Speaking of Eleanor and Park, most reviews I’ve read focus on how much they love seeing Eleanor as a YA main character because she’s not super skinny, popular, etc. I completely agree with that sentiment, but for me Park was the character who drew my attention, as he struck me as being less comfortable with himself than Eleanor, who has a quiet confidence about her (for example, she never has to justify to herself or anyone else why she dresses to differently). Eleanor’s inner dialogue is often geared to the external, as her focus and worries gravitate around her siblings, her mother, and her severely abusive and dysfunctional family life. Park, meanwhile, has a much more introverted inner dialogue, as he constantly questions that implications of his race and gender, and struggles to experiment with breaking gender norms through his appearance and battles the constant, if underlying, discrimination he faces due to his half Korean heritage.
Though the book is a romance, it tackled a lot of underlying issues with different systems of oppression, which I explore more in depth in this discussion post. That being said, I appreciate that it doesn’t turn into an “issue” book, but rather themes such as abuse, racism, neglect and bullying are interwoven into the larger story without overtaking it. After all, victims of such systems of oppression must often carry on with life despite their circumstances, and it created an odd sort of pride in me as a reader to watch Eleanor fall in love and find someone who values her amidst the traumatizing, abusive, and sexually inappropriate behavior she suffers at the hands of her stepfather. Likewise, I appreciated seeing Park being able to grow as a person and as a boyfriend in a relationship where he wasn’t judged by how masculine he was or wasn’t, and where his race wasn’t a continuous point of difference (at one point, Eleanor admits she doesn’t really know what him being half-Korean “means,” because she doesn’t see him through the filter of race, but rather just as her boyfriend who she adores).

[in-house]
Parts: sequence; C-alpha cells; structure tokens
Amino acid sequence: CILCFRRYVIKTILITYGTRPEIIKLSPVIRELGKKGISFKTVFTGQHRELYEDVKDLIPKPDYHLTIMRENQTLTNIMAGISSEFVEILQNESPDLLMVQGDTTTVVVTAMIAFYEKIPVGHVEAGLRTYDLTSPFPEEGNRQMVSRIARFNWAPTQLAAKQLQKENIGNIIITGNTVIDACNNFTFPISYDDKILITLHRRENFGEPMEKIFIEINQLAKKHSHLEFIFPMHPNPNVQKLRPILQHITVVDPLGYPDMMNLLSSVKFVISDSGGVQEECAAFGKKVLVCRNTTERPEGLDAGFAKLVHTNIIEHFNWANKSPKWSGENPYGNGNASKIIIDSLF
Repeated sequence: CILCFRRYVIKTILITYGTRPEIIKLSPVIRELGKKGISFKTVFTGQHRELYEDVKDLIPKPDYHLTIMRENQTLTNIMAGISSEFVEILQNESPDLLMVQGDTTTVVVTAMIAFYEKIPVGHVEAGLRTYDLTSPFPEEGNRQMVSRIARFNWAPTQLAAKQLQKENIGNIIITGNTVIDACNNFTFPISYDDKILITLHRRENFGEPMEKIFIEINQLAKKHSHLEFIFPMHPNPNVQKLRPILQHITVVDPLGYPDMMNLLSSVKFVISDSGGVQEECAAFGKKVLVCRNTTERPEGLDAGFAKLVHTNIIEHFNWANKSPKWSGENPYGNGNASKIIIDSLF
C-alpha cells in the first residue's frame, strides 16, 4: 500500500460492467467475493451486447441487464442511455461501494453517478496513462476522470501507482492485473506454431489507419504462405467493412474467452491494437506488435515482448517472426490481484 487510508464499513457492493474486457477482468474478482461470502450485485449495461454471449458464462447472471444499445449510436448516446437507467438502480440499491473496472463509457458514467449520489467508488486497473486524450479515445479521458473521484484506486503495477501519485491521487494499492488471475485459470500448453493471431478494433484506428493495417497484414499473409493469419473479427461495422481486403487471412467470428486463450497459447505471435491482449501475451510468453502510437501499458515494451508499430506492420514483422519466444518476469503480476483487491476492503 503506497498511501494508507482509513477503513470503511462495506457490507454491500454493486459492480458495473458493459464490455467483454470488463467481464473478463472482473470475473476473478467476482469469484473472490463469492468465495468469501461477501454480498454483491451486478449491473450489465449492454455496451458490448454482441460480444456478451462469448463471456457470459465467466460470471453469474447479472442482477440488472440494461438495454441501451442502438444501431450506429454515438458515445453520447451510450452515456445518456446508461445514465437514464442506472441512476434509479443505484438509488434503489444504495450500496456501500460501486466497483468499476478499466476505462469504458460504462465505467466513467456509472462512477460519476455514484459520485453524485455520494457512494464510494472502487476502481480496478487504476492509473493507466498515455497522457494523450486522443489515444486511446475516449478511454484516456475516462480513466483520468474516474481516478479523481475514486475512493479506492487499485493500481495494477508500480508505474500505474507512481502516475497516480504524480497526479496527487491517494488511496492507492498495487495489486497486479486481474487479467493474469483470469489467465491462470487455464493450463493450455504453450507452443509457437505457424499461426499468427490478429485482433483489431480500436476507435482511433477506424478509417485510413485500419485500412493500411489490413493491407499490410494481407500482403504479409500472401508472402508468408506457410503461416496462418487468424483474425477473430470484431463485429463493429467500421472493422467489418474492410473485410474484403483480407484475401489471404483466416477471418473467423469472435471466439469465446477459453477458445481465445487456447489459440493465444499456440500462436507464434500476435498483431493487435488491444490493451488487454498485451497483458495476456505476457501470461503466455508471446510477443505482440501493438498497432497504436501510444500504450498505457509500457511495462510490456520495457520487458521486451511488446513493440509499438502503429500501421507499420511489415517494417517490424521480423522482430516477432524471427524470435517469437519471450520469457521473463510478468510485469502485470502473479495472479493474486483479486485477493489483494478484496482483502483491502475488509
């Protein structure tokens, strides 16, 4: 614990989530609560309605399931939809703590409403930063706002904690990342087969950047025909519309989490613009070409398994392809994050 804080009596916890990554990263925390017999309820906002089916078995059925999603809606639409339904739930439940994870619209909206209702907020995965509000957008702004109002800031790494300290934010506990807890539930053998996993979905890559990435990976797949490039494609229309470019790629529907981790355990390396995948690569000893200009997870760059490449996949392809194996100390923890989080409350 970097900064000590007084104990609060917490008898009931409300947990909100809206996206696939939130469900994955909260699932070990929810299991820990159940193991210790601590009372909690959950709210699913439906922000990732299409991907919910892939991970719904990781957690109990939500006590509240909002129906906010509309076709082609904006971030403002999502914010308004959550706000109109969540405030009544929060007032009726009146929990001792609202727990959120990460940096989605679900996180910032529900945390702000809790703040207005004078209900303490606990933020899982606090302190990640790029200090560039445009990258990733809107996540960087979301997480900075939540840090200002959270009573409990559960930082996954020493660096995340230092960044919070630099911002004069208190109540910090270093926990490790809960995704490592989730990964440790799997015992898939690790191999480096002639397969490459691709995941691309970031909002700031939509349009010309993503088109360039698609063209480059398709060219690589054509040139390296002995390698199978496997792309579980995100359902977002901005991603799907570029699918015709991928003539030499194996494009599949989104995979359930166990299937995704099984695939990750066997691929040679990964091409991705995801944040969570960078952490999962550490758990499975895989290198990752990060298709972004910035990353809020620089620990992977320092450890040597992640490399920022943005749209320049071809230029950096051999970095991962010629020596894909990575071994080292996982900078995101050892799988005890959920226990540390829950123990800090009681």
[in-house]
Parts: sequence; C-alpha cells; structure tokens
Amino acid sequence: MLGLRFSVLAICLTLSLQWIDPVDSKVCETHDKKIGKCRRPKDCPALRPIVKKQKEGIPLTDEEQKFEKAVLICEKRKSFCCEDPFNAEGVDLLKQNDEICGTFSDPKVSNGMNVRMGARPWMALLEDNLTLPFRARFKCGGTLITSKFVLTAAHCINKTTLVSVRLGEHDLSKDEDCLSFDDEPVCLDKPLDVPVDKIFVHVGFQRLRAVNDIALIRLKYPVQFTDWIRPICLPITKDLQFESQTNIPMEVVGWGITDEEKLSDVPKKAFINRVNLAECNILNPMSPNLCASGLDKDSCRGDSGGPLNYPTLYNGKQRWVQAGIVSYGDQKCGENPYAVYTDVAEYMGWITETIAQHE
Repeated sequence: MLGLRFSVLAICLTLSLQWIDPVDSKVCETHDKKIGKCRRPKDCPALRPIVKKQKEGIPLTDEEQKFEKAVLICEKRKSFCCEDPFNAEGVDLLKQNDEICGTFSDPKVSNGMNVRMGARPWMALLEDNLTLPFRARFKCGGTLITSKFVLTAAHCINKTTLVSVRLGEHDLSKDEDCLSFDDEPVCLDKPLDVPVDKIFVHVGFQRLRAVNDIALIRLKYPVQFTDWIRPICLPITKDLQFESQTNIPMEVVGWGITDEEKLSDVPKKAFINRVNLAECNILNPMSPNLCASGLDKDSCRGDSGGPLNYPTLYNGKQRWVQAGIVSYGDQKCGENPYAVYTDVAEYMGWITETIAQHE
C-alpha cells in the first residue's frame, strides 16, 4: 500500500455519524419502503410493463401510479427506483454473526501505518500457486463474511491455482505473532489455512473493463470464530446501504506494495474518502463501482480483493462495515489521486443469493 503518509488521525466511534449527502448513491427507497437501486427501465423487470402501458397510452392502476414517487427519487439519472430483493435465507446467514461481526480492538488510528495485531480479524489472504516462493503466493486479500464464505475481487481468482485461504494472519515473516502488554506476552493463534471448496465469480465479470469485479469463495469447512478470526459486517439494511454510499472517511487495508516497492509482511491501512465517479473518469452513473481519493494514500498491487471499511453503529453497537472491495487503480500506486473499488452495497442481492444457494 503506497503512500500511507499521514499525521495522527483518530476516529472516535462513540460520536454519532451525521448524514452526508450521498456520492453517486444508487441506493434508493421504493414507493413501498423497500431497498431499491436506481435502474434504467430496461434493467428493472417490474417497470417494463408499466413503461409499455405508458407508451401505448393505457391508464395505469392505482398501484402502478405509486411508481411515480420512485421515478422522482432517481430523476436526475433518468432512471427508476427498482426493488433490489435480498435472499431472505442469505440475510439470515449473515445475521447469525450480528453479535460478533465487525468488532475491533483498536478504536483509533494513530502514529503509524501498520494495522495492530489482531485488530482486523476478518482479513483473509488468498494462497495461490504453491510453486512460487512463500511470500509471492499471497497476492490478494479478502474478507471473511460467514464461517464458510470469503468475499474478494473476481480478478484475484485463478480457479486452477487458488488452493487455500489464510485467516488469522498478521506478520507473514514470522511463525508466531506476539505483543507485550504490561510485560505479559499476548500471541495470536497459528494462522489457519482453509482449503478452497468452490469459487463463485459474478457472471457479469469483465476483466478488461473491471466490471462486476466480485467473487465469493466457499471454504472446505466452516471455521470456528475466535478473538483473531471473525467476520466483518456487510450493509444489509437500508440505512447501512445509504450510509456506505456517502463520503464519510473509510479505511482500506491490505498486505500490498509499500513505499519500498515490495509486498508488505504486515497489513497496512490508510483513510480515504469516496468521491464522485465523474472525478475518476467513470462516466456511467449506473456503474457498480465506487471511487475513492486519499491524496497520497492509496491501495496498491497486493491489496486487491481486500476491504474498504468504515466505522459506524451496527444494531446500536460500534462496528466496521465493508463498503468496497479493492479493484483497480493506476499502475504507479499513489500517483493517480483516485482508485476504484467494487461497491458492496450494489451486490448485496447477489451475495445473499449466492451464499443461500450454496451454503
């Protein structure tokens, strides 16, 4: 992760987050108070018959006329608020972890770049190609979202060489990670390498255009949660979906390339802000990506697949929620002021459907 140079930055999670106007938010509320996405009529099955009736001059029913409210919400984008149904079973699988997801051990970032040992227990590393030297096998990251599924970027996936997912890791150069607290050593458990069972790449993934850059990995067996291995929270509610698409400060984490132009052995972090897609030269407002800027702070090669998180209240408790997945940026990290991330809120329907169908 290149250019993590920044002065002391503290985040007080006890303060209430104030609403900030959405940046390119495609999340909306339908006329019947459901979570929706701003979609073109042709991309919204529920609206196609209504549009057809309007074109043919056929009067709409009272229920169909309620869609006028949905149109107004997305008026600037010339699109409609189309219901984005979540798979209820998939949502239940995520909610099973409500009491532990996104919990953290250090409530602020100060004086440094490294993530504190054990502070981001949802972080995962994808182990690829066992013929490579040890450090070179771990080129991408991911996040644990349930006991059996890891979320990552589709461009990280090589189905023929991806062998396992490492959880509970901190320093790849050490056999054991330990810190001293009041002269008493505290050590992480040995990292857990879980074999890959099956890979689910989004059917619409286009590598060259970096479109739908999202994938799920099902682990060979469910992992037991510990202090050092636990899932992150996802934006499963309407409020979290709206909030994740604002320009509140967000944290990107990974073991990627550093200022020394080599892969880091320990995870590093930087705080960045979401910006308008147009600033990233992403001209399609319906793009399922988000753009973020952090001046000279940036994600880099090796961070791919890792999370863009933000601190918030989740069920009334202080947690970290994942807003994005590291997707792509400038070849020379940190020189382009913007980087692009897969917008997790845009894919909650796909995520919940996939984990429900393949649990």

I feel that this book is incredibly important. Not only because it focuses on so many “tough” topics and includes quite a bit of diversity, but because it shows the ugly sides of high school, the tough parts of being a teenager and swimming the the social shark tank everyday, the dirty underbelly that goes on behind closed doors in the suburbs. It shows this ugliness so that it can show how people can cope with it and rise above it, and how ugly situations don’t have to define or mar the rest of your experiences in life. It doesn’t have to be the end of the world; it can be the catalyst to start a new one.
Overall: I loved this book, as usual, because Rowell writes such meaningful characters who’s stories lie in their experiences rather than in their strength of action. It may seem slow for readers who prefer more plot drive novels, but there are so many subtle layers to this book to examine and mentally engage with that I found it incredibly stimulating. My favorite part about this book is how flawed and awkward Eleanor and Park are, and how by the end of it you want the best for them anyways. The ending does get a bit ambiguous, and there are certainly answers I want that I don’t conclusively have, but it wouldn’t be realistic if everything was tied up with a bow. Rinabow Rowell has stolen my heart again with her writing, and I can confidently state that this is a book I will implore anyone and everyone I know who reads YA to experience.
Reviews of other books by this author:
Reading this book contributed to these challenges:
- Goodreads Challenge